Taiwan KMT Chair Chu ends US visit


TAIPEI: Ruling Kuomintang Chairman Eric Chu returned November 16 to Taiwan after wrapping up a seven-day U.S. trip to promote his policy platform as the KMT candidate in the 2016 ROC presidential election.

During his stay in Washington, Chu met with several high-ranking U.S. officials, including Deputy Secretary of State Antony Blinken, as well as Assistant Secretary of State and Deputy Assistant Secretary of State for East Asian and Pacific Affairs Daniel Russel and Susan Thornton, respectively.

The November 12 discussions went exceedingly well, according to Chu, with both sides exchanging ideas on such common issues as democracy and freedom, security cooperation and trade relations.

“Over the last seven years, mutual trust has been restored at the highest levels of government between Taiwan and the U.S., with significant progress achieved across a spectrum of areas,” the chairman said.

“I would like to take this opportunity to extend my gratitude for the staunch U.S. support of Taiwan’s democracy, national security and participation in international organizations. The KMT will seek to further bolster this healthy state of affairs going forward.”

At a closed-door discussion November 13 at Washington-based think tank Brookings Institution, Chu also shared his views on the recent meeting between President Ma Ying-jeou and his mainland Chinese counterpart Xi Jinping in Singapore.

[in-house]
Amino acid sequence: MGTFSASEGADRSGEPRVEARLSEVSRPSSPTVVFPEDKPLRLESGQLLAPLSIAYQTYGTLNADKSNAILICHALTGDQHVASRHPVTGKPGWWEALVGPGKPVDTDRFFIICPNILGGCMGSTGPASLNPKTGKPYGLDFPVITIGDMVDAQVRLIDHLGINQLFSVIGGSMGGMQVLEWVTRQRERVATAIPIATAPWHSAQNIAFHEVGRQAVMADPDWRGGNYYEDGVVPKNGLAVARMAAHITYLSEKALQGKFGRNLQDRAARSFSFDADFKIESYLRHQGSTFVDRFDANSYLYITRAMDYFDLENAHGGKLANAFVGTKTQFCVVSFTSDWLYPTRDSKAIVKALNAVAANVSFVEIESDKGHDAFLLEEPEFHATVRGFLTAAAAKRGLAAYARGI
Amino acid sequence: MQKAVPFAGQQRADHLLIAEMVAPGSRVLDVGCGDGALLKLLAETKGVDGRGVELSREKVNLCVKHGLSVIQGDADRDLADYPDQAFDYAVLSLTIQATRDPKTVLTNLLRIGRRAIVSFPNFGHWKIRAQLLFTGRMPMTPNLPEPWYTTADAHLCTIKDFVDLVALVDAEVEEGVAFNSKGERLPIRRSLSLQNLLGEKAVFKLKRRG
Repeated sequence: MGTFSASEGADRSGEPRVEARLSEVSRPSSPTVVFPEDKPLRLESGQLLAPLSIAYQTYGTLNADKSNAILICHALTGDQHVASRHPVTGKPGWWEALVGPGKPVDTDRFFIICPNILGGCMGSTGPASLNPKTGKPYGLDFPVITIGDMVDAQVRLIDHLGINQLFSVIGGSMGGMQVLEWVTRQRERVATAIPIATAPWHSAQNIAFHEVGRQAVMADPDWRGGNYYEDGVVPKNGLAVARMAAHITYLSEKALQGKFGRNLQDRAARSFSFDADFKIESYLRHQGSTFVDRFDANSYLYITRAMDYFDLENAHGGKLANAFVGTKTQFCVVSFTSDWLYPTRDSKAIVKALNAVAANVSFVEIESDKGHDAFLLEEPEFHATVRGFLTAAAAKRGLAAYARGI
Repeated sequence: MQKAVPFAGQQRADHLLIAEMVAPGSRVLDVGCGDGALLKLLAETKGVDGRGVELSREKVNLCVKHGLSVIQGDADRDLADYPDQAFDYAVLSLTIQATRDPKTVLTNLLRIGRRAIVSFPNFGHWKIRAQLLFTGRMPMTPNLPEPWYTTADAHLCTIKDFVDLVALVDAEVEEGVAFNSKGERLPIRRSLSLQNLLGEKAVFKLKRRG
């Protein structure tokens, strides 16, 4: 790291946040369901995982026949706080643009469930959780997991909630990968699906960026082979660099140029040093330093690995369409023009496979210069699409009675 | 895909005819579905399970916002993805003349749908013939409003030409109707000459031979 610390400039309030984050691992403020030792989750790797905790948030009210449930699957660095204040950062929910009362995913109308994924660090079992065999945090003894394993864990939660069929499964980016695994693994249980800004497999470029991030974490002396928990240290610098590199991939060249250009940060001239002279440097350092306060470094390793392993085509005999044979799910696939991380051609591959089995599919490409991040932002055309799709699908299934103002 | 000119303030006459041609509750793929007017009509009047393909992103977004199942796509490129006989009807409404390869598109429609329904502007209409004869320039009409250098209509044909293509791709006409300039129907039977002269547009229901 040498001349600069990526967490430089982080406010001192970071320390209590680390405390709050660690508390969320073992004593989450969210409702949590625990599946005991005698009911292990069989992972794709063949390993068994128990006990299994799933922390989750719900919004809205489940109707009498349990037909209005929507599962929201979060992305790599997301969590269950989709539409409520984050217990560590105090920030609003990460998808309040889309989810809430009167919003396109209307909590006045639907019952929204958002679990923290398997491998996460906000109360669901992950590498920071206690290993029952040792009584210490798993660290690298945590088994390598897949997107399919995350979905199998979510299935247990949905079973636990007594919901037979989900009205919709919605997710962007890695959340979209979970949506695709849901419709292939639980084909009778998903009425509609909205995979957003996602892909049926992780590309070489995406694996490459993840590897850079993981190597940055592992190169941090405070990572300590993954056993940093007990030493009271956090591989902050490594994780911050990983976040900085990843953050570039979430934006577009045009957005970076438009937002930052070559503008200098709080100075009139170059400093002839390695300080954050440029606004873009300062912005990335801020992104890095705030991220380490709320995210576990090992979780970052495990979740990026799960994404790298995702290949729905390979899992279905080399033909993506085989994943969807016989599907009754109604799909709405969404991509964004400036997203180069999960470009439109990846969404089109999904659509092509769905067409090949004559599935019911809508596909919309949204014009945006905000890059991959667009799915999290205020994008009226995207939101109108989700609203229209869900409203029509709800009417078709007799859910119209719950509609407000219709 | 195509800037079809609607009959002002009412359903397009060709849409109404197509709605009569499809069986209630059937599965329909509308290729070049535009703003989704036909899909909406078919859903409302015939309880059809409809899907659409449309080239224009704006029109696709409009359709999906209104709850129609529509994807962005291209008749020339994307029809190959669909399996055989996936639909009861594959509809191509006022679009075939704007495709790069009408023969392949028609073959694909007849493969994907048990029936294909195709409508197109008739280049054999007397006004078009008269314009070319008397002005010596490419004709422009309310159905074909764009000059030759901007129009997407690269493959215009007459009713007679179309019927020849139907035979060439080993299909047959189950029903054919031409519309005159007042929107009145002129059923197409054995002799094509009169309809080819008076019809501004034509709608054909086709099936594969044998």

“The exchange between the leaders of Taiwan and mainland China is a historic milestone in the development of cross-strait ties,” he said. “The meeting is especially salient in that it laid the foundation for future interactions between the leaders of the two sides to continue under this framework.”

Chu said in order to maintain the status quo of peace and stability, Taiwan must strengthen its understanding of mainland China while promoting cross-strait prosperity. Taiwan will also continue to act as a responsible stakeholder in the global community by working closely with the U.S. and other regional partners, he added.

Before leaving Washington, Chu also met with the U.S. National Security Council officials, where he exchanged views on the prospects for cross-strait relations.This was in addition to brief meetings with U.S. Deputy Assistant Secretary of Defense for East Asia Abraham Denmark and Deputy Trade Representative Robert Holleyman.



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